Second, ESPN’s LaLiga writer Graham Hunter profiles Morocco’s magical goalkeeper, Yassine Bounou, whose heroics and layered family history sum up the brilliance of his national team and the Moroccan diaspora.
A tribute to Grant Wahl and his legacy in the soccer world
We end top reads on a bittersweet note: ESPN’s Luis Miguel Echegaray wrote a touching essay about his close friend, Grant Wahl, following the US soccer journalist’s shocking death in Doha at Friday’s Argentina vs. Netherlands quarterfinal.
Your best bets (odds via Caesars Sportsbook)
If you’re looking to bet on the World Cup, ESPN contributors Paul Carr, Daniel Thomas and Dalen Cuff are here to give you key tips on odds, options and futures. Here’s what we have for Wednesday’s semifinal.
Morocco (+625) vs. France (-200), Draw (+285)
Paul Carr: Similar to the other semifinal, the value is on the underdog here. France will have more of the ball and probably outshoot Morocco at least 2-to-1, but Morocco are fine with that, looking to capitalize on a handful of good counter-attacking opportunities. Even with the questions about the health of Morocco’s back line, they have better than a 1-in-4 chance of holding on and at least getting to extra time. I prefer to play Morocco to advance at anything north of +300, and I like the price on the draw here too (+285) if the other prices are lower.
Dalen Cuff: You’ll get no argument from me on Paul’s analysis above. As good as Morocco have been defensively (only one goal conceded — an own goal, no less), I like the over here. They’re a little banged up and France has shown the ability to score. Conversely, France has been scored on in every match and looks shaky at the back. The Blues will have the lion’s share of the ball, which Morocco is fine with as they’ll manufacture some solid counter-opps in this match. The Atlas Lions have been good at capitalizing on relatively few scoring chances in each match. I’ll go with over 2.5 goals at +125.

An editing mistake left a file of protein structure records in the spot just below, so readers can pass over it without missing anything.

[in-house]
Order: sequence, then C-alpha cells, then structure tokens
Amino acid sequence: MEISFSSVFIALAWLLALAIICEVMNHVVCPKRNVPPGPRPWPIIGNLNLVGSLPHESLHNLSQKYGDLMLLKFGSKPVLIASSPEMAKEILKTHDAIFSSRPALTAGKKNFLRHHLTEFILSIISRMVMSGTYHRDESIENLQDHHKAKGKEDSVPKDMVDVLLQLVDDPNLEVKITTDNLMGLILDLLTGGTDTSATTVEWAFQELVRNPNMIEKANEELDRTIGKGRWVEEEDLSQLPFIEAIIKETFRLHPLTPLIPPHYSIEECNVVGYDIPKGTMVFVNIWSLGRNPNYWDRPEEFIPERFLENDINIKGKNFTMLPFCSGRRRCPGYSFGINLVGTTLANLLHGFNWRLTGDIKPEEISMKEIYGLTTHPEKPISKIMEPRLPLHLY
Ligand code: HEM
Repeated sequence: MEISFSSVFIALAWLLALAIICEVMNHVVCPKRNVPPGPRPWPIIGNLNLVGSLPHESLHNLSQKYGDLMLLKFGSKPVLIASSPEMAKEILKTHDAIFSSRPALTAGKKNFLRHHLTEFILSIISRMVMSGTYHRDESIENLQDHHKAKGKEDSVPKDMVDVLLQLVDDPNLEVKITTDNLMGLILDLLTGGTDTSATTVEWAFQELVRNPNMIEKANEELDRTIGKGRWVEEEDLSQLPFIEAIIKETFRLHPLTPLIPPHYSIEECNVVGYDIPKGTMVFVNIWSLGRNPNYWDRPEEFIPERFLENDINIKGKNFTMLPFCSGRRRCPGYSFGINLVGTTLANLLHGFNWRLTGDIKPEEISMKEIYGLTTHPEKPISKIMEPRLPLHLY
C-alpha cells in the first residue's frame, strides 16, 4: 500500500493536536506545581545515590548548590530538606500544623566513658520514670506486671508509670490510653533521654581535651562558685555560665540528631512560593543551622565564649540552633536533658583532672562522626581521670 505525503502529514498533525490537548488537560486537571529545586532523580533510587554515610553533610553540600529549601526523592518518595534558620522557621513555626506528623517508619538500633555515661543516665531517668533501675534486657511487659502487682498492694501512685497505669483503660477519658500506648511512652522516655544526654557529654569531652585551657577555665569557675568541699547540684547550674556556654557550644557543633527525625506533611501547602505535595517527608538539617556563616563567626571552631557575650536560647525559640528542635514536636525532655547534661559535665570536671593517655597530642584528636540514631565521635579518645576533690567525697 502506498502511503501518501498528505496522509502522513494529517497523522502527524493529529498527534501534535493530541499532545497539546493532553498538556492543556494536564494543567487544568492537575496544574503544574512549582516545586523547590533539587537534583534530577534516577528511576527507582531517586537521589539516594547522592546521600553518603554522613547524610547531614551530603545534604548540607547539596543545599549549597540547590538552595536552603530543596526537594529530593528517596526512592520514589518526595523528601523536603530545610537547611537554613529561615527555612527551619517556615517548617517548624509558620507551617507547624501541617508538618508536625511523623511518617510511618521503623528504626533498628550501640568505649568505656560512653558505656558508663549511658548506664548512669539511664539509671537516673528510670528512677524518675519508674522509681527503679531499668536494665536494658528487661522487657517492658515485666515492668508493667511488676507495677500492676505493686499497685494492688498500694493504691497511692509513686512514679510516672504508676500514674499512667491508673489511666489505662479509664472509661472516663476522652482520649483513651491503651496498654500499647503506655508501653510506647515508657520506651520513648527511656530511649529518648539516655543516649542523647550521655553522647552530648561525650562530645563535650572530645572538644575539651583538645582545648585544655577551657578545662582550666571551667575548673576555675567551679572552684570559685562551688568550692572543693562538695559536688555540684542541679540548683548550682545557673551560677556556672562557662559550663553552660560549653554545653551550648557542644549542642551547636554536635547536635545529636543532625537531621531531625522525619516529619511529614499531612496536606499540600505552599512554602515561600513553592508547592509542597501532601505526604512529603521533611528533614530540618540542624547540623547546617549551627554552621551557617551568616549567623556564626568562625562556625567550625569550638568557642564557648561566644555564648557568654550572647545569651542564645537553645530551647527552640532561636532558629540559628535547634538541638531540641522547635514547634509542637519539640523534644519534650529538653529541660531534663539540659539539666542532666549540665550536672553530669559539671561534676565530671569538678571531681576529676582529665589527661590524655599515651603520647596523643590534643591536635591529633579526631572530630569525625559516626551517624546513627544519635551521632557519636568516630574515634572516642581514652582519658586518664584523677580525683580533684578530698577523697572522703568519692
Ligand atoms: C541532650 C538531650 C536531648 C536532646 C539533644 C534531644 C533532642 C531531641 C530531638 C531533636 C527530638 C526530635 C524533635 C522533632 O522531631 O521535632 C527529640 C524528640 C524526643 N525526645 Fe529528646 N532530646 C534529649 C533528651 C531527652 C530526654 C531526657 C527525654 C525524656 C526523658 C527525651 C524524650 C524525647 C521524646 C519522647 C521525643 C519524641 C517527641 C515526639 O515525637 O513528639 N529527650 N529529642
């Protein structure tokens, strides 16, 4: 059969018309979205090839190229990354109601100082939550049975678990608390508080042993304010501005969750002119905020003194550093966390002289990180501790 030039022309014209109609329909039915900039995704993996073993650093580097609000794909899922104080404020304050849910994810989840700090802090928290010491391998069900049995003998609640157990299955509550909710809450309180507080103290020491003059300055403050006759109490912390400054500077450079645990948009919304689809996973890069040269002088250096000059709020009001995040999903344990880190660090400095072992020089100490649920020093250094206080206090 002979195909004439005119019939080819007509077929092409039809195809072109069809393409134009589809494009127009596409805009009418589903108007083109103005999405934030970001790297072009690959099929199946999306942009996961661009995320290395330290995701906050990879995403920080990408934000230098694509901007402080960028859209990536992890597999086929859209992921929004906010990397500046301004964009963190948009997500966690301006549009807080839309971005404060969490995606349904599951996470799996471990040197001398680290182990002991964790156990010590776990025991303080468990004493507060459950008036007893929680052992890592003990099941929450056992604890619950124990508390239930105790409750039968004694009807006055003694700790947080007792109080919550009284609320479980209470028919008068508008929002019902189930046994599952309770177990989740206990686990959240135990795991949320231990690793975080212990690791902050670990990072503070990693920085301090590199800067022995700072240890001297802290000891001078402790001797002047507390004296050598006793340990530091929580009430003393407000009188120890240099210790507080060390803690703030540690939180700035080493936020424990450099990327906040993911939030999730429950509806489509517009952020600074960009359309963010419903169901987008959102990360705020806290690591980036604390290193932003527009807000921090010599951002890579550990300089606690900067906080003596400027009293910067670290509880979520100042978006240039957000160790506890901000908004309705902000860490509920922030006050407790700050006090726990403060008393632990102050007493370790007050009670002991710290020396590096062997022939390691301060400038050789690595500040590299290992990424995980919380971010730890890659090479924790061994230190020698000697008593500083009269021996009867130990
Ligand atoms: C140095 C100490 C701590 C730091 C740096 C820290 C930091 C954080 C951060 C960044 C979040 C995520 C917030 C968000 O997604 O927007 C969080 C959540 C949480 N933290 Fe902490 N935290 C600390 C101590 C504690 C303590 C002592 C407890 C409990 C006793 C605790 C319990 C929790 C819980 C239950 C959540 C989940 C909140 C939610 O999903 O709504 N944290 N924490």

Daniel Thomas: Blooming heck, wouldn’t it be the absolute epitome of this World Cup if Morocco would knock out the defending champions? France weren’t great against England but they have the attacking potential to pick apart even the sternest of defenses. I really like Antoine Griezmann with an “anytime assist” at +240.
News and notes
We know that the World Cup is a battle of national teams, but players have to go back to their clubs when all’s said and done, and it’s nice to see a bit of togetherness following England’s quarterfinal loss to France. Tottenham goalkeeper Hugo Lloris told the media Tuesday that he texted his club teammate, England striker Harry Kane, following Saturday’s defeat in which Kane missed a penalty. “It’s a difficult time for the England national team and Harry. … I don’t need to go too much further. We had a text [exchange] after the game. It was not easy to find the words. He needed some time to rest, but I think he can be proud of what he has done for the national team.”
From one Brazil legend to another: Ronaldo Nazario cautioned that Neymar needs some psychological support to help manage the “disproportionate pressure” of trying to win the World Cup.
Well done, Lionel Messi! He’s now preparing for another World Cup final and will do so as Argentina’s all-time leading scorer at the World Cup, with his penalty vs. Croatia his 11th goal at this competition. PHEW.
And finally, another England read. Remember how good Harry Maguire was during the Three Lions’ run to the quarterfinals? Well, his club manager, Man United’s Erik ten Hag, certainly spotted it and is hoping that the defender’s form comes back with him from Qatar. “It’s clear he is good enough to play at the highest level,” Ten Hag said at United’s training camp in Spain. “We want him to bring that back to Manchester with him so he can bring it on the pitch for United.
What’s on tomorrow
France vs. Morocco (2p ET): This is it! The second semifinal pits Kylian Mbappe & Co. against the World Cup’s preeminent Cinderella story. Who will advance?